For a study, researchers sought to introduce the idea of reading time regularity (RTR) as a metric for capturing the dynamics of the reading experience. The first research looked at one of RTR’s assumptions, namely that process measurement of reading, such as eye movement fluctuations and fixation lengths, display greater regularity when dependent on sequentially organized information, such as texts. To put this to the test, 26 German native speakers’ eye movements were recorded while doing reading-unrelated and reading-related activities. To assess the degree of temporal structure in time series of gaze steps and fixation durations, they utilized recurrence quantification analysis and sample entropy analysis on the data. The results revealed that when reading, eye movements became more regular than when not reading.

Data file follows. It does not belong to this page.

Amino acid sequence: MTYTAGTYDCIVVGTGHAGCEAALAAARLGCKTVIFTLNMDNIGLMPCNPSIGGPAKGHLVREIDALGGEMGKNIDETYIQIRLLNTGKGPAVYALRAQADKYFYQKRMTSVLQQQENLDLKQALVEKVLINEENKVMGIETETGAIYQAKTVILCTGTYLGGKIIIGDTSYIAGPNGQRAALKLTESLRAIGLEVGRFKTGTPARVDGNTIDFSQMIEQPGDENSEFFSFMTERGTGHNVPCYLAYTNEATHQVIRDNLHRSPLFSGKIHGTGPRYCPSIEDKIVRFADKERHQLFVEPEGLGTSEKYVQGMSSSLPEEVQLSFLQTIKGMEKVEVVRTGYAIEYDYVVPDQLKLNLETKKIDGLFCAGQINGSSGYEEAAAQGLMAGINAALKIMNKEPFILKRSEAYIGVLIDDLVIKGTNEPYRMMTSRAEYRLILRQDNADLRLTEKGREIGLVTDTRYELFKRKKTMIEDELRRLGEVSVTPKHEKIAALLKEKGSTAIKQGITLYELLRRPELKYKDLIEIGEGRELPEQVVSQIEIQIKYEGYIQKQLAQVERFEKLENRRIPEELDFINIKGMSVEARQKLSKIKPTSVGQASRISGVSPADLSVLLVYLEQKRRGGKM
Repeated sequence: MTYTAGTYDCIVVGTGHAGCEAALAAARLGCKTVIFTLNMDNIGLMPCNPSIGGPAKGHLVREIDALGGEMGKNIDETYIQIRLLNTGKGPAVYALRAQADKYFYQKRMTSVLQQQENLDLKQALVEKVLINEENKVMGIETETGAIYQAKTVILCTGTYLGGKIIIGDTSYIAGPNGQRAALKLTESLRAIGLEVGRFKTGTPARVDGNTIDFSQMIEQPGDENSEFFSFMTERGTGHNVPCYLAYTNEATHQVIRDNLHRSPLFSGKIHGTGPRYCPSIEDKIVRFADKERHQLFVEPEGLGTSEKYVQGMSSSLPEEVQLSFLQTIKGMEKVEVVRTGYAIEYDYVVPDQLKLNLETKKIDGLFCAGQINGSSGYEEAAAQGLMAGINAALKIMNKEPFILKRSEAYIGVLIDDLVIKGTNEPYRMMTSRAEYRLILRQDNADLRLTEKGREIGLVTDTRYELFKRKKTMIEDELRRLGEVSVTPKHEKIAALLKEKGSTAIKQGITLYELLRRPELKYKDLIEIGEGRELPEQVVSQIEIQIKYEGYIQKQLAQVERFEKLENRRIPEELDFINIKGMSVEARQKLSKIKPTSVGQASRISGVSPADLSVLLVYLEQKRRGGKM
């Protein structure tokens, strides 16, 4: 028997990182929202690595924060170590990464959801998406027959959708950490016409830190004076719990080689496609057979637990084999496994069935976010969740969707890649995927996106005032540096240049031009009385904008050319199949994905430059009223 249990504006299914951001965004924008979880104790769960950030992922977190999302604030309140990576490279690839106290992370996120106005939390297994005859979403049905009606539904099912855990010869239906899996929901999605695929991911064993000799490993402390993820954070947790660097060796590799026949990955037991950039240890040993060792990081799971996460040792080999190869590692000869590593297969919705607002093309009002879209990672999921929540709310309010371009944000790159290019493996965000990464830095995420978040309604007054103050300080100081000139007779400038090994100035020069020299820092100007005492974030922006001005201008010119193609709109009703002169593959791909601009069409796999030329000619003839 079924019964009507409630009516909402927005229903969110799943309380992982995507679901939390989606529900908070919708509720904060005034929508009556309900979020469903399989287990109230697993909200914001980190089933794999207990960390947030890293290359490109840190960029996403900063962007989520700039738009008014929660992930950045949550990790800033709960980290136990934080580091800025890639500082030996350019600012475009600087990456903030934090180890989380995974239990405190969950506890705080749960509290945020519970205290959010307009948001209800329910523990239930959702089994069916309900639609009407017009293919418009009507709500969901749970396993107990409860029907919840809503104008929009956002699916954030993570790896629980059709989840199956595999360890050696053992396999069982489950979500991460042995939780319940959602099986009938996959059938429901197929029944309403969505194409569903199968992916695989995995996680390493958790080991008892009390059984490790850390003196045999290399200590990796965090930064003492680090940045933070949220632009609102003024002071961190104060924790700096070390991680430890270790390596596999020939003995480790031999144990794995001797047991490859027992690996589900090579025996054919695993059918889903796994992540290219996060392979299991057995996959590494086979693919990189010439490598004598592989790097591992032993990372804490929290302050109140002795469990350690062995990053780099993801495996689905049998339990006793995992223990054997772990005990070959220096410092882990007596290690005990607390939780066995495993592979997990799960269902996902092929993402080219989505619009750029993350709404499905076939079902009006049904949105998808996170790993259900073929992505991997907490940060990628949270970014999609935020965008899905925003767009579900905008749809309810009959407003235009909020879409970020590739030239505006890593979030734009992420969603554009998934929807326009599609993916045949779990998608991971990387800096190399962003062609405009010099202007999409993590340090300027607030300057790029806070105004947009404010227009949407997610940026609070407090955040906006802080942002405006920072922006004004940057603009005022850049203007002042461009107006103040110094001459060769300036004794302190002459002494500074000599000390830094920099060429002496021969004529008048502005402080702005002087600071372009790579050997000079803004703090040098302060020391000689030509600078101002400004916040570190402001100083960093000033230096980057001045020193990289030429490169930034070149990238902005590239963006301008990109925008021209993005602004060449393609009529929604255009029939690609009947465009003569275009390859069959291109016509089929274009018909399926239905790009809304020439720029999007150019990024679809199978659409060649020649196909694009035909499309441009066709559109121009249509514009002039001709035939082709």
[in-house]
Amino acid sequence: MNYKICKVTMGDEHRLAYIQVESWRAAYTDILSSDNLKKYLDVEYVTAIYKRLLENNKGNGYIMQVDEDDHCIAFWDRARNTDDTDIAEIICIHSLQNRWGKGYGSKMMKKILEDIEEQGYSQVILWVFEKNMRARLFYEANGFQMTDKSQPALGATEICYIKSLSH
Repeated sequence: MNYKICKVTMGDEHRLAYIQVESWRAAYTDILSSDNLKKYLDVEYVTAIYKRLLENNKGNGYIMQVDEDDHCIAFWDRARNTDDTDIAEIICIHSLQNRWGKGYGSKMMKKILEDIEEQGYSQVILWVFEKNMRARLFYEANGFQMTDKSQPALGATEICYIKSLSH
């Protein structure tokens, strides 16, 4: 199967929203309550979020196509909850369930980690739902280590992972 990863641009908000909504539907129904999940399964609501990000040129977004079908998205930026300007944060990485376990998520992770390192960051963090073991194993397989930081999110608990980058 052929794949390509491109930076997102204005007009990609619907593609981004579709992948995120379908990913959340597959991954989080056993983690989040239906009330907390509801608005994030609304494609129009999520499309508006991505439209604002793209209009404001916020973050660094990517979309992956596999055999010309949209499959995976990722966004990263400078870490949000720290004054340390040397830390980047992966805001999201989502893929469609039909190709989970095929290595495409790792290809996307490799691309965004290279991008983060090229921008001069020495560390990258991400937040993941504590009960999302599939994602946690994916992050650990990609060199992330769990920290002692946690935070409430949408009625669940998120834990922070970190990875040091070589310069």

When estimated using gaze step data, the impacts were most pronounced. Eye movements of 27 native German speakers were recorded in a second investigation for five scenarios with increasing linguistic content. The findings mirrored the previous study’s findings, proving that the effects were not owing to variations in task instructions between circumstances. The implications for the RTR idea and future studies employing the measures in reading research were highlighted.